What’s in a Name 2018

What's In A Name 2018 logo

Next year Charlie at The Worm Hole is hosting the eleventh annual What’s In A Name challenge, originally started by Annie, then handed to Beth Fish Reads and now continued by Charlie. For full details go to the sign up post. I’ve been doing this challenge since Annie started it in 2007, just missing the one in 2009! So, this is a must for me.

The basics

The challenge runs from January to December. During this time you choose a book to read from each of the following categories. (Charlie’s examples of books you could choose are in brackets – translations and other languages most definitely count!):

  • The word ‘the’ used twice (The Secret By The Lake; The End Of The Day, The Curious Incident Of The Dog In The Night-Time)
  • A fruit or vegetable (The Guernsey Literary And Potato Peel Pie Society; The Particular Sadness Of Lemon Cake)
  • A shape (The Ninth Circle, The Square Root Of Summer, Circle Of Friends)
  • A title that begins with Z – can be after ‘The’ or ‘A’ (Zen In The Art Of Writing; The Zookeeper’s Wife, Zelda)
  • A nationality (Anna And The French Kiss; How To Be A Kosovan Bride; Norwegian Wood)
  • A season (White Truffles In Winter; The Spring Of Kasper Meier; The Summer Queen; Before I Fall; The Autumn Throne)

I’ll be choosing from the following books – or any others that I come across before the end of 2018:

The word ‘the’ used twice

  • The King in the North by Max Adams
  • The Lady and the Unicorn by Tracy Chevalier
  • The Chapel in the Woods by Susan Louineau
  • The House by the Churchyard by Joseph Sheridan Le Fanu
  • The Riddle of the Third Mile by Colin Dexter
  • The Girl with the Dragon Tattoo by Stieg Larsson

A fruit or vegetable 

  • The Grapes of Wrath by John Steinbeck
  • Gem Squash Tokoloshi by Rachel Zadok
  • The Olive Readers by Christina Aziz

A title which has a shape in it

  • Dead Men and Broken Hearts by Craig Russell
  • In the Heart of the Sea by Nathaniel Philbrick
  • Heart of Darkness by Joseph Conrad
  • Heartstones by Kate Glanville

A title that begins with Z – can be after ‘The’ or ‘A’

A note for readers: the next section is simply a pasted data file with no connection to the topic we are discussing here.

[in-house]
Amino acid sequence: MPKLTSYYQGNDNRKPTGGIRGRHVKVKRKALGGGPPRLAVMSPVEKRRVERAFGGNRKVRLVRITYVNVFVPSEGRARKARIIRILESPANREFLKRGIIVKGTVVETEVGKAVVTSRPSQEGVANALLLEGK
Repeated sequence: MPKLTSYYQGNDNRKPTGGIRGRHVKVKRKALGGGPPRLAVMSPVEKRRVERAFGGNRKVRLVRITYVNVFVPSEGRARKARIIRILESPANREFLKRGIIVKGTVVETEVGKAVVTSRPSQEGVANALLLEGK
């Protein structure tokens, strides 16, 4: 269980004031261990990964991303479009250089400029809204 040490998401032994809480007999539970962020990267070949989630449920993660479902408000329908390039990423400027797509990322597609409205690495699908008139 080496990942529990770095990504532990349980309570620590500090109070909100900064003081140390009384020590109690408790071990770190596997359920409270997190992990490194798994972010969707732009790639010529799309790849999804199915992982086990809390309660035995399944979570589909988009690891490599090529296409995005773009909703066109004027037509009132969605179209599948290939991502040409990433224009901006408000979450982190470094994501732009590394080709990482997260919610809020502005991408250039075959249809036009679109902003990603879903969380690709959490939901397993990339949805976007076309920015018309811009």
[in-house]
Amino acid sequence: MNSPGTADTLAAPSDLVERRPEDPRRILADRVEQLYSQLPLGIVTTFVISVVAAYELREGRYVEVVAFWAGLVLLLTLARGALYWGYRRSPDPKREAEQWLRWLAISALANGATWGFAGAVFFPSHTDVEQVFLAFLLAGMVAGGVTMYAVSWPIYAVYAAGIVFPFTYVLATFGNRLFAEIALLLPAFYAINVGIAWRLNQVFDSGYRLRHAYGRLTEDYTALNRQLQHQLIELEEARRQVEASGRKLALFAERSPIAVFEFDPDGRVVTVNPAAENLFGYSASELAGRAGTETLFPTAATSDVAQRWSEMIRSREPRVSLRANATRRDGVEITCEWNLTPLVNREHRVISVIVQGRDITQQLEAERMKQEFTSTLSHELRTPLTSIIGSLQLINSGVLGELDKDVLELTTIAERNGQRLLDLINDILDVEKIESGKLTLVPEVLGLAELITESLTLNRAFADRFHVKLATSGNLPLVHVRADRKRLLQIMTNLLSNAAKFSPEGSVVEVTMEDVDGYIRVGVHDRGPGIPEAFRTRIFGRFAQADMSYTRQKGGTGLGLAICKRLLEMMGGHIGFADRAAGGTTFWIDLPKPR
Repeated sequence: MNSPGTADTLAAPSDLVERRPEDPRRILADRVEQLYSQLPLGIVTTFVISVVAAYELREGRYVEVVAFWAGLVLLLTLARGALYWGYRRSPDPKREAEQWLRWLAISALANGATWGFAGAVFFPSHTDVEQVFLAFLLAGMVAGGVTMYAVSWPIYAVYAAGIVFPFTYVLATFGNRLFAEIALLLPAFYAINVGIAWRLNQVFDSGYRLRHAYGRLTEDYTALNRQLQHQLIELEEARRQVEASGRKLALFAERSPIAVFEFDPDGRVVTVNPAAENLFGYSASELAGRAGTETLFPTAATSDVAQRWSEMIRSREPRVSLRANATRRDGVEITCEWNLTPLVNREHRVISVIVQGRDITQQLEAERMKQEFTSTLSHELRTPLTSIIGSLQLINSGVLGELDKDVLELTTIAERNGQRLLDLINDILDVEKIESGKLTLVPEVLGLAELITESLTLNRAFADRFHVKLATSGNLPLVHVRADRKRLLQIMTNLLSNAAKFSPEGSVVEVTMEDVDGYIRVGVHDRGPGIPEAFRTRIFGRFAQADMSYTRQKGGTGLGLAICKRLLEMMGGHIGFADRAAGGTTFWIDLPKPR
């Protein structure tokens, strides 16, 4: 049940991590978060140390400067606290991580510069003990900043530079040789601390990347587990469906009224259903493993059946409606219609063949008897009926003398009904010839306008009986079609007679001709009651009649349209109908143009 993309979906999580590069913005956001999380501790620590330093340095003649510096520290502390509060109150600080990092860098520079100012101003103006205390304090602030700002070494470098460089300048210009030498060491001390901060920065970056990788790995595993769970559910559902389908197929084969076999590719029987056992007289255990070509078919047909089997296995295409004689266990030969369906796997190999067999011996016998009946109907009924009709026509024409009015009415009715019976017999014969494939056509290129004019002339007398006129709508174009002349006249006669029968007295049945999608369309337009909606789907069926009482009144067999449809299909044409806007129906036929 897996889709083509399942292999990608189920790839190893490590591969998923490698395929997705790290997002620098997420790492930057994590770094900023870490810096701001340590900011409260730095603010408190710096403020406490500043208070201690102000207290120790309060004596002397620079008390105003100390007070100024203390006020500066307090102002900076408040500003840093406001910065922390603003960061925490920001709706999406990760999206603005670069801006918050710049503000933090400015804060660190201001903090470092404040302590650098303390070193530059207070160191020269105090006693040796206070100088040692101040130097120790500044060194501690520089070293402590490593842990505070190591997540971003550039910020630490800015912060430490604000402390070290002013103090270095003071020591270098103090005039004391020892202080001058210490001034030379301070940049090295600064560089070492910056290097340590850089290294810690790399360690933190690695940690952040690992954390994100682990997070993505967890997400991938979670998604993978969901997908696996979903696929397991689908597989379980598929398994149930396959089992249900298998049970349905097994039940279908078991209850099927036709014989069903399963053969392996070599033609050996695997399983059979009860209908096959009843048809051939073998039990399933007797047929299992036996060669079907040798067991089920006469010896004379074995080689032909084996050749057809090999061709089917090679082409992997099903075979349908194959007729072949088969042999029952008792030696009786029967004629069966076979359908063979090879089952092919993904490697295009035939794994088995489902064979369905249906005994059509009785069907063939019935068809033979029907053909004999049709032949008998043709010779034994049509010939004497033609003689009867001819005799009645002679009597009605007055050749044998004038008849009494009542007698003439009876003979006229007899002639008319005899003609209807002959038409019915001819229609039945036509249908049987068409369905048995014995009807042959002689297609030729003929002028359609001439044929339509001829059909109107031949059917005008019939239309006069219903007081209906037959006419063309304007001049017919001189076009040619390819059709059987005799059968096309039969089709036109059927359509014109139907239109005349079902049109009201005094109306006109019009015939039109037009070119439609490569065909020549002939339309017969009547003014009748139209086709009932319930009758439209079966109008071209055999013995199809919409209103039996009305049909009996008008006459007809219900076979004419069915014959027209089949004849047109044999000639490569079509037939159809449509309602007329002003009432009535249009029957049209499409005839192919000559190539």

• Z: a novel of Zelda Fitzgerald by Therese Fowler
  • Zed Alley by Dorte Hummelshoj Jakobsen (do short stories count?)

A nationality

  • The Welsh Girl by Peter Ho Davies
  • Italian Shoes by Henning Mankell

A season

  • Absent in the Spring by Agatha Christie
  • Summer by Edith Wharton
  • The Summer Before the War by Helen Simonson
  • The Winter Garden by Jane Thynne
  • A Place Called Winter by Patrick Gale

New-to-Me Books from Barter Books

Barter Books in Alnwick was looking very festive yesterday with a Christmas tree made out of books. It’s my favourite bookshop, one of the largest secondhand bookshops in Britain with books galore, open fires and plenty of places to sit and peruse the books. (See this Picture Gallery for more photos)

I browsed the shelves to see which ones jumped out, shouting ‘read me’ And these are the books I brought home:

Where Roses Fade by Andrew Taylor – psychological crime fiction, one of his Lydmouth series, in which Mattie, a waitress drowns  – did she fall, or did she jump? Rumours circulate that her death wasn’t accidental – and then comes another death. I’ve read Andrew Taylor’s Roth trilogy, but none of his Lydmouth series.

You Made Me Late Again! by Pam Ayres – a collection of poems, anecdotes and short verses, covering a wide range of subjects from a nervous racehorse, a proud granny, to a dog reunited with his master at the Pearly Gates. I fancied some light relief after all the crime fiction I’ve been reading lately and this collection of witty poems appealed to me.

The Woman in Cabin 10 by Ruth Ware – a thriller set on a luxury cruise ship going to see the Northern Lights, a body overboard – but there are no missing passengers.  I was looking in the ‘W’s for a book by Louise Welsh (I didn’t find one I hadn’t read) but this book caught my eye. I haven’t read any of Ruth Ware’s books, but have seen her mentioned on other book blogs.

Loitering With Intent by Muriel Spark – Would-be novelist Fleur Talbot works for Sir Quentin Oliver at the Autobiographical Association.  Mayhem ensues when scenes from Fleur’s novel-in-progress begin to come true with dangerous and darkly funny results. One of my favourite books is The Prime of Miss Jean Brodie, so I’m hoping to love this book too.

A Place Called Winter by Patrick Gale –  after an illicit affair Harry Cane, is forced to travel from Edwardian England to the town of Winter in Canada  to start a new life. I’m currently reading and enjoying Patrick Gale’s Notes from an Exhibition, so when I saw this book on the shelf I had to get it.

A Lesson in Secrets by Jacqueline Winspear – a Maisie Dobbs novel, set in 1932 when Maisie takes on an undercover assignment directed by Scotland Yard’s Special Branch and the Secret Service. I like the Maisie Dobbs books and began reading the several years ago, but I haven’t kept up with the series. This one is book 8.